Archived Story

A look back at cold weather

Published 1:52pm Wednesday, January 8, 2014

People from “up north” might not think so, but for Alabamians the past week has been a very cold one. Despite the absence of modern technology and such, our grandparents and great-grandparents had ways of coping with it.  It was mostly—but not always—viewed in a negative light.  Little was possible in the way of weather forecasting.  Great reliance was placed on old folk maxims and signs in the natural environment.

July 3, 1895—The cold weather of this past winter ought to mean a healthy summer, while the abundant snows experienced throughout the county should mean good crops this season.

Jan. 16, 1904—The grand jury of Lawrence County has examined the county jail and reports that it is not suitable to contain a human being. First, the sanitary condition is horrible; second, there is no way of heating the cells whereby the prisoners might be kept comfortable.

March 5, 1907—(Decatur, March 4)—Word was received here this morning of the death of County Commissioner S. P. Lovelady (father of Hartselle’s famed Dr. W. H. Lovelady). Mr. Lovelady died yesterday at his country home near Danville.

He had been in bad health for some time but the immediate cause of his death was due to a severe cold which developed into a case of pneumonia.

Jan. 17, 1910—On account of the severe cold and rainy weather, work on the county turnpike roads has been almost suspended until spring.  However, some grading is being done and rock is being crushed.  The work will be pushed as rapidly as possible just as soon as the good weather opens up in the spring.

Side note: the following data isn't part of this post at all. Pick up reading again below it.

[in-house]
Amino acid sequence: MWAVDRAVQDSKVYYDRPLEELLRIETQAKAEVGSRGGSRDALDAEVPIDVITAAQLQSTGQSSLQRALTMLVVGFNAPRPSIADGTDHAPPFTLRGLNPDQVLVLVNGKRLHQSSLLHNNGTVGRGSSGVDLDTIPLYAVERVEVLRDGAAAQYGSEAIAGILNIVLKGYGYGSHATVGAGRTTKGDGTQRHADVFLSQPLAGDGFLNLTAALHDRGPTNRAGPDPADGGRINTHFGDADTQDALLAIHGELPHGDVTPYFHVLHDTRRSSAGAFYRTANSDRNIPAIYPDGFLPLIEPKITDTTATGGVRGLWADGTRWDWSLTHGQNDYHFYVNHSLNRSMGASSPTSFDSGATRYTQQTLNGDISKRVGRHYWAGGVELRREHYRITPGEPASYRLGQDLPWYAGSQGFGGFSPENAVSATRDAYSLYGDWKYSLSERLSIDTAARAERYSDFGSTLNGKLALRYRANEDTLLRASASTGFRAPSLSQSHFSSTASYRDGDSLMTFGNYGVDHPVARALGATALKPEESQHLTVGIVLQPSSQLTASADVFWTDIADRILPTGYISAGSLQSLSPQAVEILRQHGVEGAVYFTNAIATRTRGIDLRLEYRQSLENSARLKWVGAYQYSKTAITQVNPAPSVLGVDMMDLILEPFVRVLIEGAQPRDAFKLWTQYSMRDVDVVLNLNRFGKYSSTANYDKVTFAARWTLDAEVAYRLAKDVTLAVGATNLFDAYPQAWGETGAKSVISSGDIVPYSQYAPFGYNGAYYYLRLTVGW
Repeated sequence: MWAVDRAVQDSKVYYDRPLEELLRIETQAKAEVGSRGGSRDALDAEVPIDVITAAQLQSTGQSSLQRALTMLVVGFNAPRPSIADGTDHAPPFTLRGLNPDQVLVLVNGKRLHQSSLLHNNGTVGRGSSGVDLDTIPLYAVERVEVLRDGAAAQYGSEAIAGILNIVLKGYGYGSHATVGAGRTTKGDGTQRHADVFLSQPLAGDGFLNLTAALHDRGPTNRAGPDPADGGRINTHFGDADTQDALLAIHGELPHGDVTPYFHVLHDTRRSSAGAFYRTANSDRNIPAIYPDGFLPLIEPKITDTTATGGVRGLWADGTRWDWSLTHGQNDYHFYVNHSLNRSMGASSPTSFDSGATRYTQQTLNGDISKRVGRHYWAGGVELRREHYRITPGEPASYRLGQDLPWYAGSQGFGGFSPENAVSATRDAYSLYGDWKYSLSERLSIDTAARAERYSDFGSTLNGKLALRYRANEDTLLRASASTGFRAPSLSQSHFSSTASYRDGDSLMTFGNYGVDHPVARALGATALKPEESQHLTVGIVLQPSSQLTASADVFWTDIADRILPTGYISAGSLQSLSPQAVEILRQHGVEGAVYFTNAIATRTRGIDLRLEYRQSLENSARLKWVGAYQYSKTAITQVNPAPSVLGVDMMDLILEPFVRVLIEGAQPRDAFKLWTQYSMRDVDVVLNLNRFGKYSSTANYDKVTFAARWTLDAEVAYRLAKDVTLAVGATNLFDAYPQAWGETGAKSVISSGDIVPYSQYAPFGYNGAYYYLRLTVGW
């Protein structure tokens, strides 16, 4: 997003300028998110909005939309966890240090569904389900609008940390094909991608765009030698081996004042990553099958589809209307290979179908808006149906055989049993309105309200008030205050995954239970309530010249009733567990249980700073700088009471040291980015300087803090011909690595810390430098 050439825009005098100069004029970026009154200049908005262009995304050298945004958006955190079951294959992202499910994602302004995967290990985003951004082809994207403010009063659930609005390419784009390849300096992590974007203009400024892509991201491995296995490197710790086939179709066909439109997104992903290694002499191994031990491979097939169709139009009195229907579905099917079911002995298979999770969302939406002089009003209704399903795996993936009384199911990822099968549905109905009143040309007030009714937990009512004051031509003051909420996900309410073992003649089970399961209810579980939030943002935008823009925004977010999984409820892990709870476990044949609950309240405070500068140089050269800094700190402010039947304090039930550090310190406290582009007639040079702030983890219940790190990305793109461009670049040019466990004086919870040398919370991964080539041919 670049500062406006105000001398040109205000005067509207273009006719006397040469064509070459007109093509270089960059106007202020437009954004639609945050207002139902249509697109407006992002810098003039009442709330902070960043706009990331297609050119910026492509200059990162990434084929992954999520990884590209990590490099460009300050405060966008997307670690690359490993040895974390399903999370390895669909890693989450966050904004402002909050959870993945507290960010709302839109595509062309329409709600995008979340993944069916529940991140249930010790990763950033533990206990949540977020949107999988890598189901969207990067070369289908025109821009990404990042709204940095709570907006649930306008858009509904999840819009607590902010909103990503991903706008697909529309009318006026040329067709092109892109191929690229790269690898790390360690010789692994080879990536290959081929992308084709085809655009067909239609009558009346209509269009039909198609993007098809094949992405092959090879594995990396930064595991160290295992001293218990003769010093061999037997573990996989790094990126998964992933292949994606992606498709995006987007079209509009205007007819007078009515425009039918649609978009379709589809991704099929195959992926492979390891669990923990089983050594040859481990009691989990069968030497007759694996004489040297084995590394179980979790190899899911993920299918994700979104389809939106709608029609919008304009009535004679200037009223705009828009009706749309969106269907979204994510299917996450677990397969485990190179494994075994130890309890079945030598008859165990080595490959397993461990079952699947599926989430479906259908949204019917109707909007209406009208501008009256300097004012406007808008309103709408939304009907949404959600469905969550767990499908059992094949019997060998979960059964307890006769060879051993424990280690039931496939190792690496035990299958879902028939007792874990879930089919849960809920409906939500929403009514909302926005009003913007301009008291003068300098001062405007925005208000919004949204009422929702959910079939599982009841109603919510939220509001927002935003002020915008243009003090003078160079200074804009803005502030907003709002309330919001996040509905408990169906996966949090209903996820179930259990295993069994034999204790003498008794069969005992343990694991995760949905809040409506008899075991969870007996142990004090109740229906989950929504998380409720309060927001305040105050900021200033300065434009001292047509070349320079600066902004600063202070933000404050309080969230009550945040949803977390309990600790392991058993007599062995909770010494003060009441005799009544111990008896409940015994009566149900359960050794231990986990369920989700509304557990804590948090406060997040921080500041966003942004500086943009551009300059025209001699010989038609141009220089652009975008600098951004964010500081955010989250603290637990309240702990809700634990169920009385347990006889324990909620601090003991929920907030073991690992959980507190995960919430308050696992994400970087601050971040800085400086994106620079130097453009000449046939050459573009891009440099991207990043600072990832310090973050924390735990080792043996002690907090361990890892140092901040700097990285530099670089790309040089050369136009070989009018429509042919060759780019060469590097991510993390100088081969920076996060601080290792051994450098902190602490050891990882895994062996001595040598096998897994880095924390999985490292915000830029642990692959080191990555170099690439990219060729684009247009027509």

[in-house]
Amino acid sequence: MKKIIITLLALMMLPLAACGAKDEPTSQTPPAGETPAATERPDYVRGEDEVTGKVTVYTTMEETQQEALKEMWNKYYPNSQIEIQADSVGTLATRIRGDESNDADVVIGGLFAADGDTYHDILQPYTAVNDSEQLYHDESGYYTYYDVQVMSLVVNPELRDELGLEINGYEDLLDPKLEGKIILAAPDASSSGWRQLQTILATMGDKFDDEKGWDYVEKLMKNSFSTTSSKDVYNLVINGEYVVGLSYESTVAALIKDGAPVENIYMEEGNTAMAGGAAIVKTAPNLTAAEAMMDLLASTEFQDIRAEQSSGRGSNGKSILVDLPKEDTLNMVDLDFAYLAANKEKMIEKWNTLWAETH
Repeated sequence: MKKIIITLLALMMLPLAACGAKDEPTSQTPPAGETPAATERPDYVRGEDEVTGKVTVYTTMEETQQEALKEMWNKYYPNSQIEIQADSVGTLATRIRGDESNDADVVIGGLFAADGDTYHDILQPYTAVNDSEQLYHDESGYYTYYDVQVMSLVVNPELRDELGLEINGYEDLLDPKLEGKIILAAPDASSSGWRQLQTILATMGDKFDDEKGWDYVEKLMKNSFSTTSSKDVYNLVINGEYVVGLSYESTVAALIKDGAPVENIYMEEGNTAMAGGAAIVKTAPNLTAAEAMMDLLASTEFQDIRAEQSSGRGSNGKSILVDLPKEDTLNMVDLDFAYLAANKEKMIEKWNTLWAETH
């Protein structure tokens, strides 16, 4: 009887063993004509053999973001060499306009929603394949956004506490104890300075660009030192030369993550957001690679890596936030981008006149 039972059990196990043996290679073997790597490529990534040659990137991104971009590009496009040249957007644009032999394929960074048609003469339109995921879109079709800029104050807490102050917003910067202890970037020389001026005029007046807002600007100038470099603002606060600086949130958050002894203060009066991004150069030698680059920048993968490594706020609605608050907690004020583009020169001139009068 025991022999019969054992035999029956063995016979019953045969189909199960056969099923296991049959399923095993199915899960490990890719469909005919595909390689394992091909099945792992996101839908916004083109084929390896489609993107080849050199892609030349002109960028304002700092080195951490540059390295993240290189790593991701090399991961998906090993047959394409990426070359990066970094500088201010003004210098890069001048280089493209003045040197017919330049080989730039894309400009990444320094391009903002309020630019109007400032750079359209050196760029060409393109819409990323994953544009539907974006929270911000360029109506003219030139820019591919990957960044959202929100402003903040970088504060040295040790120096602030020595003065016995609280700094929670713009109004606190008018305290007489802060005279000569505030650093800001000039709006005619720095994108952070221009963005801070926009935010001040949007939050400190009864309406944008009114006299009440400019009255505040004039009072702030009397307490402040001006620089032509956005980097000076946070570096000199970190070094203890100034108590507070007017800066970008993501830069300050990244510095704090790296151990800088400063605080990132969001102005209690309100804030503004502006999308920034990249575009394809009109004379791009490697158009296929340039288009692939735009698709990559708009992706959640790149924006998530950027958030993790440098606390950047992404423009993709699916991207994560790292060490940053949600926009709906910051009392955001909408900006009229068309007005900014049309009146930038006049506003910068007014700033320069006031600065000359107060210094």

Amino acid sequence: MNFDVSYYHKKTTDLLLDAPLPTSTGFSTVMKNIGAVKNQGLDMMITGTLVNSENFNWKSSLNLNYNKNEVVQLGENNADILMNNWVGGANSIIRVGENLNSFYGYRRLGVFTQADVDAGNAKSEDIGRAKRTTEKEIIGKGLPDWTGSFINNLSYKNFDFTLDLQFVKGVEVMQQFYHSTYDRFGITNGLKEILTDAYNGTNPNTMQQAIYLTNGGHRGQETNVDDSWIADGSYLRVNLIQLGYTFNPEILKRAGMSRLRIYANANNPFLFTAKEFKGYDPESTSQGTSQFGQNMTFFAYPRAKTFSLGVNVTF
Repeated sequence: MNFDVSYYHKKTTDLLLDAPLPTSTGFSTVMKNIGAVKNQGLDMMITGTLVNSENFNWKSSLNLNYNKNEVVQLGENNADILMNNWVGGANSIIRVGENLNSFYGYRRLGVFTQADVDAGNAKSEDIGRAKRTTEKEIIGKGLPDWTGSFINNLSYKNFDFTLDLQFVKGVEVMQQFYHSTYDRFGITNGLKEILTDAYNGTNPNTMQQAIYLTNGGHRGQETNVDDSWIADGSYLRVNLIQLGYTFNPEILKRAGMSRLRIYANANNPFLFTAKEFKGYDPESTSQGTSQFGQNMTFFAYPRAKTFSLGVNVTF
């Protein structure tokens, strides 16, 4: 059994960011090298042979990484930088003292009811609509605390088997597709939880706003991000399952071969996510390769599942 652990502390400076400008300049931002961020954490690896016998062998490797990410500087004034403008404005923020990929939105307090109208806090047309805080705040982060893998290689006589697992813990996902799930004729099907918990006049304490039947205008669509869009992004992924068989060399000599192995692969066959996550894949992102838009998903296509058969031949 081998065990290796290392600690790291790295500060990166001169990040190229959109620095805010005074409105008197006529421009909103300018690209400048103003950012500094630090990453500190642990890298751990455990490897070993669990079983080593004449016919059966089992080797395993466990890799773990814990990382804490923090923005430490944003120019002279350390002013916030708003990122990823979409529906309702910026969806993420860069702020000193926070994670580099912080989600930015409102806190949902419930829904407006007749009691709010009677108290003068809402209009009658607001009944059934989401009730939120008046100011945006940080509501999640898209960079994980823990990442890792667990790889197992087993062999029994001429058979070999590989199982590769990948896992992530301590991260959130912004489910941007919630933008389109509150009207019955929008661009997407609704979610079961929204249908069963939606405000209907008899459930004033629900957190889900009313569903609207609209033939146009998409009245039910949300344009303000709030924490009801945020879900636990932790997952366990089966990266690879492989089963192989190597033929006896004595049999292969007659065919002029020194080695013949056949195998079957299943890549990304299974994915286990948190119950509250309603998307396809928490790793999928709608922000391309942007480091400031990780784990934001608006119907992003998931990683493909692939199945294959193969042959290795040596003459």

Oct. 23, 1910—As a result of the storm on the Florida coast, Hartselle has experienced a banana famine during the past few days.  The dealers here who receive bananas in carload lots have been unable to get any fruit on account of the storm.

Oct. 23, 1911—A cold wave struck this section of the state at an early hour this morning. The thermometer dropped from 70 to 45º, with a cold wind blowing out of the north.  There was no frost.

Feb. 8, 1912—The thermometer here (Lacon) registered five degrees above during the recent cold snap.  There was considerable suffering among the stock of the country.

May 15, 1914—The thermometer fell several degrees last night, almost reaching the frost point. Farmers say this weather will injure the cotton to some extent, as much of the cotton is up or just coming up out of the ground.

Dec. 1, 1915—A. S. Bynum, city, is getting ready for colder weather with the purchase of a new union suit for 80 cents and a pair gloves for 45 cents.

Oct. 19, 1916—The honking of thousands of wild geese here tonight indicated the coming of cold weather, according to amateur weather prophets. It is said that the geese go south with the passing of the warm weather.

Dec. 28, 1924—Sportsmen report that the hunting of wild ducks within the last few days has been the greatest sport of this kind in years.  More ducks than have ever been seen before were on the rivers and ponds and the reason for this is said to be unusually cold weather in the north which has compelled these flocks to migrate south in order to find food.

Dec. 15, 1955—A low of 15 is expected tonight.  No snow is expected to accompany the frigid temperatures, however.

Dec. 12, 1957—It is very cold in Hartselle. The low this morning was 10 and the thermometer is not expected to rise above the 20s during the day. Many Hartselle residents are reporting that their pipes have frozen.

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